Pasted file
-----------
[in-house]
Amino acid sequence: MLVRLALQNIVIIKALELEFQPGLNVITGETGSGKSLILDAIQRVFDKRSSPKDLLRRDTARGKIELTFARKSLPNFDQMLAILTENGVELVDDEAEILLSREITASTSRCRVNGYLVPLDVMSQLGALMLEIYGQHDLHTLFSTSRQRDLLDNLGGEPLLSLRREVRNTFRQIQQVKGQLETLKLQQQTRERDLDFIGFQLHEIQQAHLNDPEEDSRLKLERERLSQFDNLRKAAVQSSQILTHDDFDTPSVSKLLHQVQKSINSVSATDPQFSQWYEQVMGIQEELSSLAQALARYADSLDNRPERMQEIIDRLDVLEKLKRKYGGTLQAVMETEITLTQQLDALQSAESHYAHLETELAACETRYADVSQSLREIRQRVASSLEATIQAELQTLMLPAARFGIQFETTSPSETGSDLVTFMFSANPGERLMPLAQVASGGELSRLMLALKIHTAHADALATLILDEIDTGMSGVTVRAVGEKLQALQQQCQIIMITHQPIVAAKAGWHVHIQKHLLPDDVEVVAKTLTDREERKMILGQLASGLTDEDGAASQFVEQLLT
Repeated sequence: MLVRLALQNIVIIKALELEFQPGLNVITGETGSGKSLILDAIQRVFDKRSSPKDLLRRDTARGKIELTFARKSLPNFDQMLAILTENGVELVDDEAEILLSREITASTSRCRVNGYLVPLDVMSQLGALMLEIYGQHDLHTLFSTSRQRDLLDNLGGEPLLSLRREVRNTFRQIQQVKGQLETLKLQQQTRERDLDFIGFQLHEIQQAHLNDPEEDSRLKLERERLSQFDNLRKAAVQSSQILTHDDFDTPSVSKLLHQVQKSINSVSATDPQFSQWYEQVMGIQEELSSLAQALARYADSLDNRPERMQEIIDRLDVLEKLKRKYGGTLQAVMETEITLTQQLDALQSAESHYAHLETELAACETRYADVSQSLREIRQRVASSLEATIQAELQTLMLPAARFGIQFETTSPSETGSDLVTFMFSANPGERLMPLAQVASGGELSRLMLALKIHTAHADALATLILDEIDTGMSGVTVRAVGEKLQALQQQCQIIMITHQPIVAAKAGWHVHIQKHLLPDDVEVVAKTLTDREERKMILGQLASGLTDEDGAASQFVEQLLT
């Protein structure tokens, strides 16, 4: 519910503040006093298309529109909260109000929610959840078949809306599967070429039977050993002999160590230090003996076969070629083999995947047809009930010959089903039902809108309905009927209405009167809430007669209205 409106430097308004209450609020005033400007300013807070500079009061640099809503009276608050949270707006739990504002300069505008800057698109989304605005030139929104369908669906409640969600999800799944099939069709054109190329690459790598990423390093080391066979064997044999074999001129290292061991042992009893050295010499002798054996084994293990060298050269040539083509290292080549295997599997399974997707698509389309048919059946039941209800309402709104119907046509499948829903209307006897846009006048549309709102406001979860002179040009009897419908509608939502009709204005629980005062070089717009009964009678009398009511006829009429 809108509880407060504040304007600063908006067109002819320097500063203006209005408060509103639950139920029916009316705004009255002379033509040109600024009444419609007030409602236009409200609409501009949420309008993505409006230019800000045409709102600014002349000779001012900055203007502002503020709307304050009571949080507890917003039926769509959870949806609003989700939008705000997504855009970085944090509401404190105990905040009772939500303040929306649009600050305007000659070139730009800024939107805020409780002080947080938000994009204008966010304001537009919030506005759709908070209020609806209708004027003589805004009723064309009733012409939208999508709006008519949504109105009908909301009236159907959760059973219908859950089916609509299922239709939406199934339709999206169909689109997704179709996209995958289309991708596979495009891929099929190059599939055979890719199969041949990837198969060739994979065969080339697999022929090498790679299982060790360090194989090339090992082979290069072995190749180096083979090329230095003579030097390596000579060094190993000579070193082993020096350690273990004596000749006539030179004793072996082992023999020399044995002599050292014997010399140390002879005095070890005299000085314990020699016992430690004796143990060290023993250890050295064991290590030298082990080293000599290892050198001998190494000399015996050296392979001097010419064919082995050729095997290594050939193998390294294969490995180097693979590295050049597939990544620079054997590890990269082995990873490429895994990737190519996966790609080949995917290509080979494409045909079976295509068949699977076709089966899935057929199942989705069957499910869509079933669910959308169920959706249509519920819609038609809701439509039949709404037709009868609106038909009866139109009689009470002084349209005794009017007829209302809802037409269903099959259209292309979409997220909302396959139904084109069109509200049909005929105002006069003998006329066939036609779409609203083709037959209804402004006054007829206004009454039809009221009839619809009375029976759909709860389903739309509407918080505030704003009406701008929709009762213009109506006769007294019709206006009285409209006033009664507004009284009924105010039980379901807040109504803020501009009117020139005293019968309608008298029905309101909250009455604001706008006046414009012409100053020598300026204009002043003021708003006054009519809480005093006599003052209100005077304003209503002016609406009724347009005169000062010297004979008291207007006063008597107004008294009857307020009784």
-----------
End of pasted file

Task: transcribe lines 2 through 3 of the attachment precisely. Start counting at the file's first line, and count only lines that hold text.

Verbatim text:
Amino acid sequence: MLVRLALQNIVIIKALELEFQPGLNVITGETGSGKSLILDAIQRVFDKRSSPKDLLRRDTARGKIELTFARKSLPNFDQMLAILTENGVELVDDEAEILLSREITASTSRCRVNGYLVPLDVMSQLGALMLEIYGQHDLHTLFSTSRQRDLLDNLGGEPLLSLRREVRNTFRQIQQVKGQLETLKLQQQTRERDLDFIGFQLHEIQQAHLNDPEEDSRLKLERERLSQFDNLRKAAVQSSQILTHDDFDTPSVSKLLHQVQKSINSVSATDPQFSQWYEQVMGIQEELSSLAQALARYADSLDNRPERMQEIIDRLDVLEKLKRKYGGTLQAVMETEITLTQQLDALQSAESHYAHLETELAACETRYADVSQSLREIRQRVASSLEATIQAELQTLMLPAARFGIQFETTSPSETGSDLVTFMFSANPGERLMPLAQVASGGELSRLMLALKIHTAHADALATLILDEIDTGMSGVTVRAVGEKLQALQQQCQIIMITHQPIVAAKAGWHVHIQKHLLPDDVEVVAKTLTDREERKMILGQLASGLTDEDGAASQFVEQLLT
Repeated sequence: MLVRLALQNIVIIKALELEFQPGLNVITGETGSGKSLILDAIQRVFDKRSSPKDLLRRDTARGKIELTFARKSLPNFDQMLAILTENGVELVDDEAEILLSREITASTSRCRVNGYLVPLDVMSQLGALMLEIYGQHDLHTLFSTSRQRDLLDNLGGEPLLSLRREVRNTFRQIQQVKGQLETLKLQQQTRERDLDFIGFQLHEIQQAHLNDPEEDSRLKLERERLSQFDNLRKAAVQSSQILTHDDFDTPSVSKLLHQVQKSINSVSATDPQFSQWYEQVMGIQEELSSLAQALARYADSLDNRPERMQEIIDRLDVLEKLKRKYGGTLQAVMETEITLTQQLDALQSAESHYAHLETELAACETRYADVSQSLREIRQRVASSLEATIQAELQTLMLPAARFGIQFETTSPSETGSDLVTFMFSANPGERLMPLAQVASGGELSRLMLALKIHTAHADALATLILDEIDTGMSGVTVRAVGEKLQALQQQCQIIMITHQPIVAAKAGWHVHIQKHLLPDDVEVVAKTLTDREERKMILGQLASGLTDEDGAASQFVEQLLT